In the UK, media coverage of immigration is characterised by hostility and xenophobia. Column inches are awash with negative stereotypes and unfounded associations, with migrants depicted in the most harmful of ways, from criminals to benefit scroungers.
But over the course of the COVID-19 pandemic, structural inequalities have heaped disproportionate suffering on the migrant population, who already struggle to access healthcare, and whose economic vulnerabilities are heightened. But simultaneously, migrants’ immense contributions on the pandemic’s frontline have prompted an uptick in public support and recognition from many.
With both of these things in mind, I decided to examine the media’s portrayal of migrant communities during the pandemic, with a view to investigating whether editorial attacks on migrants have decreased, or if divisive rhetoric is still abound. To achieve this, I focused on the UK's middle-market newspapers- the Daily Express and the Daily Mail- and conducted thorough linguistic analysis of 60 articles, 30 of which were published prior to the pandemic, and 30 of which were published during the pandemic.
Prior to the pandemic, media coverage of immigration was defined by aggression and lack of empathy. Harmful clichés adorned front pages. From the baseless link between immigration and disorder, to the falsehood that the country is overwhelmed by vast numbers of migrants, British newspapers broadly reported on the issue in a derisory and dishonest manner.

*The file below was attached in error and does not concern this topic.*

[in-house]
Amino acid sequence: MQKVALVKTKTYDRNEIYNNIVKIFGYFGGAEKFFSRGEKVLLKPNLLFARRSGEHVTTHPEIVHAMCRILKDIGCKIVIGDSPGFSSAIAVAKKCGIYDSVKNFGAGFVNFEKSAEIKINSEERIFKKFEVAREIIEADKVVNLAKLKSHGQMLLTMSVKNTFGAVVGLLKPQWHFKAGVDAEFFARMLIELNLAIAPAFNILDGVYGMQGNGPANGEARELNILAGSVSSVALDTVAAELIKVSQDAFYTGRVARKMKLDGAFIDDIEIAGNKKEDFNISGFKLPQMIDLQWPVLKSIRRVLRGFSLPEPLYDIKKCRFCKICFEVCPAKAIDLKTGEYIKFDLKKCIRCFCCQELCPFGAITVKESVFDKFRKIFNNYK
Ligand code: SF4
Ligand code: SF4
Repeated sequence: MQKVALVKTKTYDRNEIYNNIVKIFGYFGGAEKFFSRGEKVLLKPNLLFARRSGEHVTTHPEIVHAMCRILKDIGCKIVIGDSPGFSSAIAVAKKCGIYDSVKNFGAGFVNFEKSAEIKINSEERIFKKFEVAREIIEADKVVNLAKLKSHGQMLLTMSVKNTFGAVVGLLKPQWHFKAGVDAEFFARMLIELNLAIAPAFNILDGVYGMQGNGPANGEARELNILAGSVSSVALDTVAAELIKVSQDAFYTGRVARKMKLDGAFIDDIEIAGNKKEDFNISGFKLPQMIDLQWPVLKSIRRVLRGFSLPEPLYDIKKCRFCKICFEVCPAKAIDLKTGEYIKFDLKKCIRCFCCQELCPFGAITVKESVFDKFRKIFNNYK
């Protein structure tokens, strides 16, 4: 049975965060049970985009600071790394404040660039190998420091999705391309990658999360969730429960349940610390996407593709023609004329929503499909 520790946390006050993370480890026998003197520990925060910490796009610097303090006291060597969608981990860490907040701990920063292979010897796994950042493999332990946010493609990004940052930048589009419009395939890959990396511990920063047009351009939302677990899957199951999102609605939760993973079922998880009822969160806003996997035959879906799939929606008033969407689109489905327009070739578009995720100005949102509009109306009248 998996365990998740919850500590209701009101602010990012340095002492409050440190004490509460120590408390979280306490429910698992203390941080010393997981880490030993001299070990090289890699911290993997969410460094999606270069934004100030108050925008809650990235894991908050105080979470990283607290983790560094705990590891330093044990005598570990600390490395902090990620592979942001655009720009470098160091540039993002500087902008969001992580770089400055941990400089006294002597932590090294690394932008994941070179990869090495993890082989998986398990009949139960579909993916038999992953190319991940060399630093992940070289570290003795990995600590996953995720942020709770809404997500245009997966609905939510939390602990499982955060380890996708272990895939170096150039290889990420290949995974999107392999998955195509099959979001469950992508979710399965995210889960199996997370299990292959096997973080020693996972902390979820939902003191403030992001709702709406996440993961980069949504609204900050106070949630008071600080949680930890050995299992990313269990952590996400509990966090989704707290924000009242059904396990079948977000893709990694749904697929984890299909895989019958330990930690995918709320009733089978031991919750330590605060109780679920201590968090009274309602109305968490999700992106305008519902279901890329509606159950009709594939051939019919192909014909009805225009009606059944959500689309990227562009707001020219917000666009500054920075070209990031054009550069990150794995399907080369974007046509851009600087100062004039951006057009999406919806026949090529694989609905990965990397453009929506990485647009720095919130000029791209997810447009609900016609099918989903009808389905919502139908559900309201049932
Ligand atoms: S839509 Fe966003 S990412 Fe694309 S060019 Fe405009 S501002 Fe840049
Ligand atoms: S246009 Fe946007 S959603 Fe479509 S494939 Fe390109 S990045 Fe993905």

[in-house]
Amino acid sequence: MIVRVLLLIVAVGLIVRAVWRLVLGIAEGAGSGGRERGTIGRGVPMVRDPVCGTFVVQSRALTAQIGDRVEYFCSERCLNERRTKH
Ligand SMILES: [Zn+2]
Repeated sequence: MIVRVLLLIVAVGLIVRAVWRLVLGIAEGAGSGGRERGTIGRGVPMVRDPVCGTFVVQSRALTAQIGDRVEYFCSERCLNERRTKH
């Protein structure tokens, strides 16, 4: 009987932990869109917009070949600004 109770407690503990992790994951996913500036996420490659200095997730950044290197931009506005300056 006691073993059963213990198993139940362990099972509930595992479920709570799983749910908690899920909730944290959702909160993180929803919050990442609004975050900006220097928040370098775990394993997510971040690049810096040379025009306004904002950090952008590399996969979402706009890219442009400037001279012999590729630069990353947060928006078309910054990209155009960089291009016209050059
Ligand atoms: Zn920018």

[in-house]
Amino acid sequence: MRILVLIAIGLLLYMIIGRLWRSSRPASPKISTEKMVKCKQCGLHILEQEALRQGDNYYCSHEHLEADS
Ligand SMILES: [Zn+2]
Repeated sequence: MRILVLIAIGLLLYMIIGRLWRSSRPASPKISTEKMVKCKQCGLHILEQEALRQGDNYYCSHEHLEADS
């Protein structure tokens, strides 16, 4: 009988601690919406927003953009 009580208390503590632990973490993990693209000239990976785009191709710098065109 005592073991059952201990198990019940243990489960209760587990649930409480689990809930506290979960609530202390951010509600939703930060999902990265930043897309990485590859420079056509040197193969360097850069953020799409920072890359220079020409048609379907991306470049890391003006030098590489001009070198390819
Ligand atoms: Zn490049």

The following strapline, published by the Daily Express on 31 August 2019, is typical of the media’s pre-pandemic approach:
"British Border Force has intercepted an army of more than 50 migrants that this morning stormed a beach in Kent in a flotilla of boats"
By highlighting that "more than 50 migrants" were intercepted, the strapline deliberately pushes a narrative that vast numbers of migrants are entering the UK, the corollary of which being that public services are overwhelmed.
A fixation on numbers is a common theme within press coverage of immigration. A 2013 Migration Observatory report found words pertaining to numbers such as "million" and "thousands" to frequently appear beside "migrants" across all newspaper types, evidencing a calculated attempt to inflate perceptions regarding the size of the UK’s migrant population.
Such attempts have proved successful. A 2018 Ipsos MORI survey found the average guess at the size of the UK’s migrant population to be 24 percent, despite the actual figure standing at 14 percent, pointing to the inextricable relationship between media discourse and public opinion.
The strapline also presents migrants as a threat to national security, with its use of the verb "stormed" carrying connotations of military invasion. Known as the "public order" frame- itself a subcategory of the "villain" frame- the depiction of migrants in this way is a hugely common theme within media discourse. A CTPSR study observed the "villain" frame within 47 percent of the 648 articles that were analysed.
The ubiquity of these tropes is a defining feature of pre-pandemic coverage, with migrants portrayed in a variety of damaging ways. But given the seismic events of the last 12 months, it is relevant to assess whether the discourse has shifted.